FibroScan

FibroScan

What it measures: fibrosis, steatosis
Who should take it: undiagnosed and diagnosed NAFLD/NASH patients
Where to get it: specialty care centers, hospitals, some primary care providers

FibroScan is an imaging-based diagnostic test developed by Echosens that looks at liver fibrosis (stiffness, scarring) and steatosis (fat) using transient-elastography technology. FibroScan can be used on patients in need of staging of their NAFLD/NASH, whether their condition is suspected or biopsy-confirmed. FibroScan works similarly to an ultrasound, emitting a small pulse of energy, called a shear wave. The speed of the shear wave is measured as it travels through your liver, generating two scores to determine overall liver health. The first score measures liver stiffness and the second score measures liver fat. In combination, these scores can help you understand your overall liver health and how it may change over time with lifestyle or medical interventions.[1] The only thing you will feel while taking the test is a light vibration on your skin and the entire procedure takes less than 10 minutes.

Depending on where you get a FibroScan may determine the scoring system used in your diagnosis. Typically, a 5-pointscoring system is used to grade the degree of liver fibrosis, from F0-F4. Scores from the FibroScan will be in kilopascals (kPa), ranging from 2 to 75 kPa. Normal livers fall between 2 and 6 kPa, with anything outside this range indicating some degree of liver disease.[2] The table below, adopted from MSK, considers different scores in the context of different liver diseases and can be used to help determine fibrosis score. It is important to remember that the ranges in the table are estimates, and your actual fibrosis score may not match what the table says. When determining your actual fibrosis score, in addition to your fibrosis measurement, your provider will take into consideration your health history and the grade of steatosis.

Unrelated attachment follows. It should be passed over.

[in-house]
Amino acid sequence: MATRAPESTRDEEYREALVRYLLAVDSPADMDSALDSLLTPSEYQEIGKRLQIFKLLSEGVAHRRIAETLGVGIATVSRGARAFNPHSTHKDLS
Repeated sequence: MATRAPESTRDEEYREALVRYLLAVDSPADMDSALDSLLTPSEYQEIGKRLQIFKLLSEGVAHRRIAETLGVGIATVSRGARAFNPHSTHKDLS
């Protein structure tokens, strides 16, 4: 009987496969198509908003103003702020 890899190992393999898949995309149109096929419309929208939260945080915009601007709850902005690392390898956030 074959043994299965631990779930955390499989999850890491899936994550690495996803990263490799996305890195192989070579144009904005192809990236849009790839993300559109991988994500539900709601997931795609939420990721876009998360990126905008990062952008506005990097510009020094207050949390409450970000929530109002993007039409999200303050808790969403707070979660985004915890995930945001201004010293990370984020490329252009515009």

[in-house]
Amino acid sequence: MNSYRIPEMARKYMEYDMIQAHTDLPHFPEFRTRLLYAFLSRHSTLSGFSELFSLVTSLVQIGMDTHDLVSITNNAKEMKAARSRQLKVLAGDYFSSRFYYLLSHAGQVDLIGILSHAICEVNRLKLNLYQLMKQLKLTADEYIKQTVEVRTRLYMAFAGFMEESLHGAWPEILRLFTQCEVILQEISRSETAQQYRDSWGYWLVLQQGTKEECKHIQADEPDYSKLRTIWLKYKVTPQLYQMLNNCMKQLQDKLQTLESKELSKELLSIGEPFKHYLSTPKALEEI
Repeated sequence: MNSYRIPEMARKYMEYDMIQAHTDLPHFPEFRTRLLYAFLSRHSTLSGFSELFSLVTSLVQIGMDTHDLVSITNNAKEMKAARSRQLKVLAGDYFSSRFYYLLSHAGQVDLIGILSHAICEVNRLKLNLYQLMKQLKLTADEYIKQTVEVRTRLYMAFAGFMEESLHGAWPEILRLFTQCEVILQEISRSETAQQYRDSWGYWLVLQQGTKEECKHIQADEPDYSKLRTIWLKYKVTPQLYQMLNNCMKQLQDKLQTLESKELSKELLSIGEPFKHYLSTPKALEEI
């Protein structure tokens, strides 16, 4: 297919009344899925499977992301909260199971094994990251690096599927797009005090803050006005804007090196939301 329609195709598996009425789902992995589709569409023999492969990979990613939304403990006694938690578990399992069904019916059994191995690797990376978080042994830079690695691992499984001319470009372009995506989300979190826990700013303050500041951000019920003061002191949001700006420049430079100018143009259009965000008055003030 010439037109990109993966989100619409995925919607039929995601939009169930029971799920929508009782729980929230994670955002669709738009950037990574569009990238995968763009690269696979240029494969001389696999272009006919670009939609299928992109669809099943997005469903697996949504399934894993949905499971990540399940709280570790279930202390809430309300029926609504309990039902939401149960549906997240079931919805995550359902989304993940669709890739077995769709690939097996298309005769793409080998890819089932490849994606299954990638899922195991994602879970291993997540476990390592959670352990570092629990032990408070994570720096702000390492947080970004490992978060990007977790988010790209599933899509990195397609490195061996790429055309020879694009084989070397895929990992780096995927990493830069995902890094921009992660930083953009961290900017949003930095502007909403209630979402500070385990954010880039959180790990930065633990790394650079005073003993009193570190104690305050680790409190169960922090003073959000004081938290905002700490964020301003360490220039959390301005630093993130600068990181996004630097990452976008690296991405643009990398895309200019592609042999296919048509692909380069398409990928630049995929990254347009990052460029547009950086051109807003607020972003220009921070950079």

To use the table, find the liver disease that you have on the left side of the table. Read across the row from left to right until you find the range that includes your fibrosis result. Then, look at the top of that column to see the fibrosis score.[3]

FibroScan has been in available in the European market since 2003 and was expanded to China, Canada, Brazil, Japan, and many other countries before being approved by the FDA in 2013.[4] It is reimbursable by insurance. To find a location near you with a FibroScan machine, use Echosens’ locator, which can be found here.

 

 

 

[1] Echosens, For Patients, https://echosens.us/for-patients/

[2] Memorial Sloan Kettering Cancer Center, Understanding Your FibroScan Results, February 2018, https://www.mskcc.org/cancer-care/patient-education/understanding-your-fibroscan-results

[3] Memorial Sloan Kettering Cancer Center

[4] Echosens, FDA Approves FibroScan® for Non-invasive Liver Diagnosis, April 2013, https://www.prnewswire.com/news-releases/fda-approves-fibroscan-for-non-invasive-liver-diagnosis-203186961.html#:~:text=%2D%20Echosens%E2%84%A2%20is%20pleased%20to,technology%20in%20the%20United%20States.

 


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